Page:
What does the V&A Dundee stand for?
It stands for the Victoria and Albert museum. The original V&A museum was founded in 1852 by Queen Victoria and Prince Albert, so that’s where the name comes from. The original museum is located in South Kensington in London and has been in operation for over 150 years. The V&A Dundee is the first V&A museum outside of London.
Who designed the V&A Dundee?
The V&A Dundee architect is world-renowned architect – or ‘starchitect’ – Kengo Kuma.
What was the inspiration for the design of the V&A Dundee?
The inspiration for the museum is drawn for landscape in nature and, specifically, the cliff faces of North East Scotland.
Some of you may be scratching your heads wondering why Dundee was chosen as the location for the V&A Dundee museum. As I just mentioned, it’s the only V&A museum outside of London, so it’s a pretty big deal. Why not Edinburgh or Glasgow then?
Well, Dundee was chosen as the location for the V&A Dundee museum because of its connection to design. In case you didn’t know, Dundee a UNESCO city of design, which means that it’s recognised worldwide for its contribution to the design sector. It’s the UK’s first and (so far) only UNESCO city of design so it’s a pretty big deal!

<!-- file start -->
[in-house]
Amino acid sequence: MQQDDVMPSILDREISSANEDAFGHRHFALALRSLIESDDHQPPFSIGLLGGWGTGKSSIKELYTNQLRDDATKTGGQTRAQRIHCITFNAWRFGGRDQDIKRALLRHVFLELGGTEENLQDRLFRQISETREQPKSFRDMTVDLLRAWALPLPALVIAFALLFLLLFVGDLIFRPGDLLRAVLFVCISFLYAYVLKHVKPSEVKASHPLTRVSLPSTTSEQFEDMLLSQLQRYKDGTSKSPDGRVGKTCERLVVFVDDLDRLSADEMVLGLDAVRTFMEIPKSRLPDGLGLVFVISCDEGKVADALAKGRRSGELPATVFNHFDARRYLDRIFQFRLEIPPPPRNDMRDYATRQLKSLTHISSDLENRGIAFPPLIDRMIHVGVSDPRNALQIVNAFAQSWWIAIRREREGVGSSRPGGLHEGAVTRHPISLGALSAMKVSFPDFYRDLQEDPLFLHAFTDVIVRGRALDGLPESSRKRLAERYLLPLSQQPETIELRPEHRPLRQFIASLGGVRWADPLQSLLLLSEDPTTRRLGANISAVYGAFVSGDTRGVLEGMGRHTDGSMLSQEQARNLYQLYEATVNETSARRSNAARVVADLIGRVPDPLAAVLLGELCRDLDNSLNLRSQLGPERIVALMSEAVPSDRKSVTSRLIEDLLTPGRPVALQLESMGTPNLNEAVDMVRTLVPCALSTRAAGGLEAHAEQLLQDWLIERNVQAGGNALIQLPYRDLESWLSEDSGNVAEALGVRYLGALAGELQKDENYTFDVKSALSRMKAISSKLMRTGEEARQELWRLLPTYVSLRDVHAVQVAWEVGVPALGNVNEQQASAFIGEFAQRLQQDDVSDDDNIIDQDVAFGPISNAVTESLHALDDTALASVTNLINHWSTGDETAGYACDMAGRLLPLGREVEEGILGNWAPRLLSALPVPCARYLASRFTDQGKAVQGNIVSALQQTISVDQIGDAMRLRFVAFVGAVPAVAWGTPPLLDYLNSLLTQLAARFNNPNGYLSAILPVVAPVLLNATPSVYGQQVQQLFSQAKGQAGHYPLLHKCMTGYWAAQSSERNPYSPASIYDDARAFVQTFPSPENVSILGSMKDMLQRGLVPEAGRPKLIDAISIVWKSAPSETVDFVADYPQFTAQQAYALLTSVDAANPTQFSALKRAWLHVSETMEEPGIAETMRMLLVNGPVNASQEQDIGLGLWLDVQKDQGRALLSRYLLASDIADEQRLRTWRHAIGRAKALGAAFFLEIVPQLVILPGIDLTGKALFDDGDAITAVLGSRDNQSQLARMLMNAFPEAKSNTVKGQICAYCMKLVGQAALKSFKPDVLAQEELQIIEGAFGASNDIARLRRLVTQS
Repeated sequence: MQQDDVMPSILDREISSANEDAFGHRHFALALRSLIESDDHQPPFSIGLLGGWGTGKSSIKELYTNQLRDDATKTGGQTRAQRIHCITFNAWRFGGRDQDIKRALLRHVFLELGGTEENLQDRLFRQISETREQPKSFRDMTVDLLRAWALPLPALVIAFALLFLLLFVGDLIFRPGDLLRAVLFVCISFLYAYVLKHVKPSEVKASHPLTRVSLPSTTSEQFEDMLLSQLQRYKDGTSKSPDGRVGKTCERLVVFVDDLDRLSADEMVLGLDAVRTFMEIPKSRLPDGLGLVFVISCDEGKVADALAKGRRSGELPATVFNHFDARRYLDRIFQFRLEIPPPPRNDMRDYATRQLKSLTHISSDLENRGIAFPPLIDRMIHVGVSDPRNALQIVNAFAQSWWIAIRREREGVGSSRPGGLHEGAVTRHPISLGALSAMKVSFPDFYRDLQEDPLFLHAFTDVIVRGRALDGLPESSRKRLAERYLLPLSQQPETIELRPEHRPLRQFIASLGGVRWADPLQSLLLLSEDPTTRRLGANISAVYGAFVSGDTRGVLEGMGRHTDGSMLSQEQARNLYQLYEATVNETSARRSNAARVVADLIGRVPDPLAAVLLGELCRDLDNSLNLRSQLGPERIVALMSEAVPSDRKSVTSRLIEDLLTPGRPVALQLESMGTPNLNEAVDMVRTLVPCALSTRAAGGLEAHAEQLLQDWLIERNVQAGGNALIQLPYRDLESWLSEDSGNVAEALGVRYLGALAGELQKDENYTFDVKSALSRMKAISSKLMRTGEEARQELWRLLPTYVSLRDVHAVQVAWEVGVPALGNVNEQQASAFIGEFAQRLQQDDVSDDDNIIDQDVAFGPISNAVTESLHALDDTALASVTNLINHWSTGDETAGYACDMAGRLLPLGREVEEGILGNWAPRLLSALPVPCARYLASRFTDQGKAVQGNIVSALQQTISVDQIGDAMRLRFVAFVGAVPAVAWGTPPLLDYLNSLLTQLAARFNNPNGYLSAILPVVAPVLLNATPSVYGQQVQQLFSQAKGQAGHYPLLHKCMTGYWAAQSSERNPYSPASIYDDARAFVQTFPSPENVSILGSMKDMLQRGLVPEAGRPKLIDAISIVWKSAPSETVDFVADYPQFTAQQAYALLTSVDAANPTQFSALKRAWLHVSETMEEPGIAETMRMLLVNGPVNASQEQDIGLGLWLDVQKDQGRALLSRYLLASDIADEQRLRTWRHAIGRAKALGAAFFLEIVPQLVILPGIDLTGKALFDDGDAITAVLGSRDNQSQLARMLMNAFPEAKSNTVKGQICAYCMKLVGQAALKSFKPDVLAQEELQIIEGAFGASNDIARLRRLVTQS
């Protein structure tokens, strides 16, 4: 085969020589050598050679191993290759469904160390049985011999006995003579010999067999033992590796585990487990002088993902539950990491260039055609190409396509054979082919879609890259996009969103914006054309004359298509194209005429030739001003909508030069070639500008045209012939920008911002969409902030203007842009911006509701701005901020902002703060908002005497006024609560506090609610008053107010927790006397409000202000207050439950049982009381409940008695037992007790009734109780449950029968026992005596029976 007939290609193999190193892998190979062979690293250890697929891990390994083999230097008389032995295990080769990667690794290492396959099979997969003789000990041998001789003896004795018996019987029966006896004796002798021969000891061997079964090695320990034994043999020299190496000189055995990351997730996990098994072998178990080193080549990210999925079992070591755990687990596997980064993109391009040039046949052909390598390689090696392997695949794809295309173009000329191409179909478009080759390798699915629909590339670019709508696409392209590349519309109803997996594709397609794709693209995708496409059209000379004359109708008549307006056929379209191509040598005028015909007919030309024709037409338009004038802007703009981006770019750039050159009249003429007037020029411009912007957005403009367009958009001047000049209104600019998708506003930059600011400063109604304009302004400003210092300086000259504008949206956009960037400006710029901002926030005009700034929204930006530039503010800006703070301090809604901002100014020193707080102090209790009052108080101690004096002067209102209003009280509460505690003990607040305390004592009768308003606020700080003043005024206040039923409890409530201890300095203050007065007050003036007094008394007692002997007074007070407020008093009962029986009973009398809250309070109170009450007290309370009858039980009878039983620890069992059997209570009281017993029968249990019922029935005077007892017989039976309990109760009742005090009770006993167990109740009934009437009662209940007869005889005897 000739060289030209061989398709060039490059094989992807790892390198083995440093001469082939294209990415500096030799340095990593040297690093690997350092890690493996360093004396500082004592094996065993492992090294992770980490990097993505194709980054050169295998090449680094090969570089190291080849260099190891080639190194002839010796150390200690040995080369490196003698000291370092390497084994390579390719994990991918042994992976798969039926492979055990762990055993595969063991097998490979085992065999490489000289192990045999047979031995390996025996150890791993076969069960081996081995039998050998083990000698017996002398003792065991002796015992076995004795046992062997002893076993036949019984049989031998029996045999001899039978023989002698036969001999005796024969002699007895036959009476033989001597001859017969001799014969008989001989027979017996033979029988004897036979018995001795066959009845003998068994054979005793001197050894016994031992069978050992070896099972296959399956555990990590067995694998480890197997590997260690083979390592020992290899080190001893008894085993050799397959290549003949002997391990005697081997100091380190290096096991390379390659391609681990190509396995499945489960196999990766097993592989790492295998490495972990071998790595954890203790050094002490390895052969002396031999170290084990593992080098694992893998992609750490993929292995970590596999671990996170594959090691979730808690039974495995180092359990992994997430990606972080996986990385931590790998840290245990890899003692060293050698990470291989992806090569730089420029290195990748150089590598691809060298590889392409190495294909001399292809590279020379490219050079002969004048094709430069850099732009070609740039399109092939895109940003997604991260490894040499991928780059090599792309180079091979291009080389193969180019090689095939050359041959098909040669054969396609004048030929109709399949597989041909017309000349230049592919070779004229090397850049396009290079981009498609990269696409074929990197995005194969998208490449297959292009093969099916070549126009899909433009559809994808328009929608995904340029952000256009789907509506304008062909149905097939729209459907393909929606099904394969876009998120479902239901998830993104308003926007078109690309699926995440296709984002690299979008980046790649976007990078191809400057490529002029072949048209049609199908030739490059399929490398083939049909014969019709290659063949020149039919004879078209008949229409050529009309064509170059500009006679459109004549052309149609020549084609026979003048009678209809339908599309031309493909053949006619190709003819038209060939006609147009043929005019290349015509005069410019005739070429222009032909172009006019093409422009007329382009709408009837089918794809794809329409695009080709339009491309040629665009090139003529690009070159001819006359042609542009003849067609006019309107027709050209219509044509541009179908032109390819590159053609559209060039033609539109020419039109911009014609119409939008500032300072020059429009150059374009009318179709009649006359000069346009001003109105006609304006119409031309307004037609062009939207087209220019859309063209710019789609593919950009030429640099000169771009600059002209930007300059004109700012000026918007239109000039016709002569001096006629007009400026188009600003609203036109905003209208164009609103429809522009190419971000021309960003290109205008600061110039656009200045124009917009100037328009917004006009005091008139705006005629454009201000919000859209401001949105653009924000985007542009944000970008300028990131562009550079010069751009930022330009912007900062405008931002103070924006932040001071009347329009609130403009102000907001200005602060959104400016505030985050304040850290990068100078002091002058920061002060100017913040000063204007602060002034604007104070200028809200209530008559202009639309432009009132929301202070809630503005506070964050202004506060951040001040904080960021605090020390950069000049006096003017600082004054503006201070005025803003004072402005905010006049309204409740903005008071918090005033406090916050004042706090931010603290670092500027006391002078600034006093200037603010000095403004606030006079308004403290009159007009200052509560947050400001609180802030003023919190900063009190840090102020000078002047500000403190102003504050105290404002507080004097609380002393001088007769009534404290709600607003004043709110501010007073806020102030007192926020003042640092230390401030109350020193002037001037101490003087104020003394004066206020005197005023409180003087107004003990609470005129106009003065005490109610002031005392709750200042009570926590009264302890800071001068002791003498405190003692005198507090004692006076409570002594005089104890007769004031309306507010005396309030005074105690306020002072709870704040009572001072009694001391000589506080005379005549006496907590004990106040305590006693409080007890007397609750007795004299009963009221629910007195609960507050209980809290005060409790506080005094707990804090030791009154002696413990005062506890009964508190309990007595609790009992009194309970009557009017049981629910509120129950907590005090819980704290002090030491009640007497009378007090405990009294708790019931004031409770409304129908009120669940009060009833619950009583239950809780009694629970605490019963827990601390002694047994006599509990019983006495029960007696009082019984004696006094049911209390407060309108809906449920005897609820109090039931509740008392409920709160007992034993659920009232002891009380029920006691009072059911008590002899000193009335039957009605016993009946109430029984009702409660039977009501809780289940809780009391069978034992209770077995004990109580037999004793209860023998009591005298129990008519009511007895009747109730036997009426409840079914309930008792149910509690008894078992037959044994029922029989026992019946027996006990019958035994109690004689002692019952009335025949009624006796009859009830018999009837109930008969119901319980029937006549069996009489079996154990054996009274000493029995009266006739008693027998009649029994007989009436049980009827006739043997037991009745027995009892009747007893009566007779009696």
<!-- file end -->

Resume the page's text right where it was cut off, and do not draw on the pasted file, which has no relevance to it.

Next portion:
Here are a few other ways Dundee has contributed to design…
- Video game Grand Theft Auto was created in Dundee
- Iconic comics The Dandy and The Beano originated in Dundee
- The city is known for hard-wearing woven material jute
- It’s also well-known for medical research, including the invention of aspirin
- Orange marmalade Keiller’s marmalade was created in Dundee
What is there to see at the V&A Dundee?
As you might expect from the title, the exhibits at the V&A are all themed around the idea of design. I’m not going to lie, this was a little different for me. I’m more used to moseying around art galleries, so a dedicated design museum felt like a little bit of a curveball.